A Legislative Paradox of Power

There is a paradox in the legislative approach to strata titled law making in Australia. Our legislators would have us take responsibility for our own strata title environs but place such restrictions on the freedom of those elected to do so that no one ever quite steps up to the mark of responsible self determination.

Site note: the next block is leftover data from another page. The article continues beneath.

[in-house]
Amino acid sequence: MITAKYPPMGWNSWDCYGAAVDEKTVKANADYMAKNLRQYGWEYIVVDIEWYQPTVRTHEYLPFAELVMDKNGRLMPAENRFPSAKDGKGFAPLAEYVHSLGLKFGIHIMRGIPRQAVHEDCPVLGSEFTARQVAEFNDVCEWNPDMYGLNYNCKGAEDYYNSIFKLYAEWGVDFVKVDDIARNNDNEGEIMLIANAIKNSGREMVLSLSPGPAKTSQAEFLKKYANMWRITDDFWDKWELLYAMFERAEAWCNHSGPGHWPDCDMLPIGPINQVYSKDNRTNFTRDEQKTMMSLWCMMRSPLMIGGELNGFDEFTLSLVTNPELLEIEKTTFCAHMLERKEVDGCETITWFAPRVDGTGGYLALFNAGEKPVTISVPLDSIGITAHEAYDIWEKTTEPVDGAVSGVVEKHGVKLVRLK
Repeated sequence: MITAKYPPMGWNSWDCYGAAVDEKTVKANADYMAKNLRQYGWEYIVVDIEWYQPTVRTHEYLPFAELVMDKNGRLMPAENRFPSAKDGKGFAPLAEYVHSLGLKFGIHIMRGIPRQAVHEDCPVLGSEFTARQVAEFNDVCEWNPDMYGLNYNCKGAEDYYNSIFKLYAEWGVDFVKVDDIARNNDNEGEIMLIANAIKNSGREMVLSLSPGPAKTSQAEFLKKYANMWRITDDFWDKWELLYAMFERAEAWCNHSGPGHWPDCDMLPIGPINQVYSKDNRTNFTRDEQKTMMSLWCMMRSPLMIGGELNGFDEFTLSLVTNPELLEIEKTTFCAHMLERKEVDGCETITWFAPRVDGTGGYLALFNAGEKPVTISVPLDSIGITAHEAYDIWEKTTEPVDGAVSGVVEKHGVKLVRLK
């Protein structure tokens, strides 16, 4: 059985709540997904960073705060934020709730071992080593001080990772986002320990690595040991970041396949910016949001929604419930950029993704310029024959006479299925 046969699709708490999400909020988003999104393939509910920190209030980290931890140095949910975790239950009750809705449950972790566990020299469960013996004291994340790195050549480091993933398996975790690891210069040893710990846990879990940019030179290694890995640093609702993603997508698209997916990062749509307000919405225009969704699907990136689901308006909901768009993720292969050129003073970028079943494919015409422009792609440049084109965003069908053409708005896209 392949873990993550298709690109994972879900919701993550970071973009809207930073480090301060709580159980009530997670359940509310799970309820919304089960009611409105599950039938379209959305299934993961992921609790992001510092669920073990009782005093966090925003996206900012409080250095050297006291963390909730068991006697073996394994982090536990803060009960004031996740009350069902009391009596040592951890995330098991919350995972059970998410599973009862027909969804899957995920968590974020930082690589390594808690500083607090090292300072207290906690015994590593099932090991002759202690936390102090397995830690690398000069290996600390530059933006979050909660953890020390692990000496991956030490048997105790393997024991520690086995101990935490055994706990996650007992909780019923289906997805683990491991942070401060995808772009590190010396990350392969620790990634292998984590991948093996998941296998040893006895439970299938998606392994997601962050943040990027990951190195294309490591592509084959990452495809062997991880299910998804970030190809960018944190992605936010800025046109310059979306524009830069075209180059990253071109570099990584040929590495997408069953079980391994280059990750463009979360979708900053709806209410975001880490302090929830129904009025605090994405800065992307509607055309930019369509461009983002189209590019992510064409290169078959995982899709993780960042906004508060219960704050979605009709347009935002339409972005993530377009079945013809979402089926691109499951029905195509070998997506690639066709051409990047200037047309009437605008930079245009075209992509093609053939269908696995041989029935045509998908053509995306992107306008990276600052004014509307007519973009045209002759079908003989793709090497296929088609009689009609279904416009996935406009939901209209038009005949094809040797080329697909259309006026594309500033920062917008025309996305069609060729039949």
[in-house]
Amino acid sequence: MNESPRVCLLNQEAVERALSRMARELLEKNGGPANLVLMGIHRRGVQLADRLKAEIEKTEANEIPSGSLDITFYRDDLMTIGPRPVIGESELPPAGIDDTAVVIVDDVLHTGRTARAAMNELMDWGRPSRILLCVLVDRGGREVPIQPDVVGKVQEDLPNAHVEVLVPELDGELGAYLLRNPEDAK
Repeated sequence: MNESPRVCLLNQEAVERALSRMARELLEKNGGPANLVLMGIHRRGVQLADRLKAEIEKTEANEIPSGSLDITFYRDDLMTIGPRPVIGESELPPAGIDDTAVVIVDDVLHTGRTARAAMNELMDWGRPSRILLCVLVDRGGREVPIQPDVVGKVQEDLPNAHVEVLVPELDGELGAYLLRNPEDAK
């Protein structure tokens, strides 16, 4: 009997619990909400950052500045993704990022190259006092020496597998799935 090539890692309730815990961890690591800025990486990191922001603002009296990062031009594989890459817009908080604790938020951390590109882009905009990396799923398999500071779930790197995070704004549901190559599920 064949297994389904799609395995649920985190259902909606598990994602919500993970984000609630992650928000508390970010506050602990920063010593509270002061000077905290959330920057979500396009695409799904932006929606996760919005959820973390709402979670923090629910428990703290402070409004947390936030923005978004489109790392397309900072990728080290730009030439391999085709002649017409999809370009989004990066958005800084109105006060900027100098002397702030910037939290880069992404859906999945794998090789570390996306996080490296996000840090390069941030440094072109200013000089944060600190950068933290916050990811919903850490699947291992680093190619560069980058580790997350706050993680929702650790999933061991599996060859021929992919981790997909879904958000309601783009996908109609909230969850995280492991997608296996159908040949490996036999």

Consider the chairperson. This is the person prepared to put their hand up to run an owners corporation. They take the flak for things that go wrong without ever being thanked for the hours spent making sure things go seamlessly right. They are, by virtue of the apparent responsibilities that go with the title called to sort out squabbles between neighbours and are accosted at any time of the day or night concerning the common property and about the latest leak or parking problem. In fact, despite being dragged into these issues almost daily, the only power our lawmakers give to this person in return is the power to chair a meeting. Big deal! The chairperson doesn’t even have the power to spend a minor amount of money on buying a round of drinks for the committee let alone to keep the wheels turning between meetings and to make important decisions in cases of emergency when a meeting or circular resolution of the committee is not practicable. After a tough day, when the chairperson is trying to do the best he or she can in a practical way, someone, most probably a retired lawyer, will say – ‘hey you don’t have the power to make that call’ – and the camel’s back will snap – another resignation and another good meaning but inadequately empowered chairperson will step up to be slaughtered.

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